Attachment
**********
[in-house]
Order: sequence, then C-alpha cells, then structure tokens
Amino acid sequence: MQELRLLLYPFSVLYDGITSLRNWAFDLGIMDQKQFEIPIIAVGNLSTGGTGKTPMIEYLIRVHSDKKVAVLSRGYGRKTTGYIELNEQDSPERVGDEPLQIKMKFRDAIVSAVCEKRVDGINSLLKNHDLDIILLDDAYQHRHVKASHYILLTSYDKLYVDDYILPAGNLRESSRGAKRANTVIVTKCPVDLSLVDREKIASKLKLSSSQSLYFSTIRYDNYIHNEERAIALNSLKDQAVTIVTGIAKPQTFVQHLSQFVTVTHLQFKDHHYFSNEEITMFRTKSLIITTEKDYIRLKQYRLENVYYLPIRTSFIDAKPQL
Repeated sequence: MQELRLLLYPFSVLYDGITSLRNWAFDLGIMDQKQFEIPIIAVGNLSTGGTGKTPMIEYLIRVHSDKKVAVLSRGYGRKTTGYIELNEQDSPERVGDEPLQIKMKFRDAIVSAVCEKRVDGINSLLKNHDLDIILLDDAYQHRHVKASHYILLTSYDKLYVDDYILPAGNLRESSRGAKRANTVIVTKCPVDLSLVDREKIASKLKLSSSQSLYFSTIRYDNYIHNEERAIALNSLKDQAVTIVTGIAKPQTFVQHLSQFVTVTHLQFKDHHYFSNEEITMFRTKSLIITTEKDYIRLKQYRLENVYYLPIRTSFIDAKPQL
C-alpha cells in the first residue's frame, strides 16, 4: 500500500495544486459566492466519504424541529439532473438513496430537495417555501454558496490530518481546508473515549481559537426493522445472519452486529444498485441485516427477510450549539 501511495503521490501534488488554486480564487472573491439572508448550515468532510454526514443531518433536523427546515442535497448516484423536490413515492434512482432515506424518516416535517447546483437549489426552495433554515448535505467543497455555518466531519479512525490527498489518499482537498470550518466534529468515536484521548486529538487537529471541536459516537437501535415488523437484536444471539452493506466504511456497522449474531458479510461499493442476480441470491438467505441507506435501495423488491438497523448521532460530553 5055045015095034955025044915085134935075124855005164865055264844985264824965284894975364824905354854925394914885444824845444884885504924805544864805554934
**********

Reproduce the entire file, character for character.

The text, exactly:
[in-house]
Order: sequence, then C-alpha cells, then structure tokens
Amino acid sequence: MQELRLLLYPFSVLYDGITSLRNWAFDLGIMDQKQFEIPIIAVGNLSTGGTGKTPMIEYLIRVHSDKKVAVLSRGYGRKTTGYIELNEQDSPERVGDEPLQIKMKFRDAIVSAVCEKRVDGINSLLKNHDLDIILLDDAYQHRHVKASHYILLTSYDKLYVDDYILPAGNLRESSRGAKRANTVIVTKCPVDLSLVDREKIASKLKLSSSQSLYFSTIRYDNYIHNEERAIALNSLKDQAVTIVTGIAKPQTFVQHLSQFVTVTHLQFKDHHYFSNEEITMFRTKSLIITTEKDYIRLKQYRLENVYYLPIRTSFIDAKPQL
Repeated sequence: MQELRLLLYPFSVLYDGITSLRNWAFDLGIMDQKQFEIPIIAVGNLSTGGTGKTPMIEYLIRVHSDKKVAVLSRGYGRKTTGYIELNEQDSPERVGDEPLQIKMKFRDAIVSAVCEKRVDGINSLLKNHDLDIILLDDAYQHRHVKASHYILLTSYDKLYVDDYILPAGNLRESSRGAKRANTVIVTKCPVDLSLVDREKIASKLKLSSSQSLYFSTIRYDNYIHNEERAIALNSLKDQAVTIVTGIAKPQTFVQHLSQFVTVTHLQFKDHHYFSNEEITMFRTKSLIITTEKDYIRLKQYRLENVYYLPIRTSFIDAKPQL
C-alpha cells in the first residue's frame, strides 16, 4: 500500500495544486459566492466519504424541529439532473438513496430537495417555501454558496490530518481546508473515549481559537426493522445472519452486529444498485441485516427477510450549539 501511495503521490501534488488554486480564487472573491439572508448550515468532510454526514443531518433536523427546515442535497448516484423536490413515492434512482432515506424518516416535517447546483437549489426552495433554515448535505467543497455555518466531519479512525490527498489518499482537498470550518466534529468515536484521548486529538487537529471541536459516537437501535415488523437484536444471539452493506466504511456497522449474531458479510461499493442476480441470491438467505441507506435501495423488491438497523448521532460530553 5055045015095034955025044915085134935075124855005164865055264844985264824965284894975364824905354854925394914885444824845444884885504924805544864805554934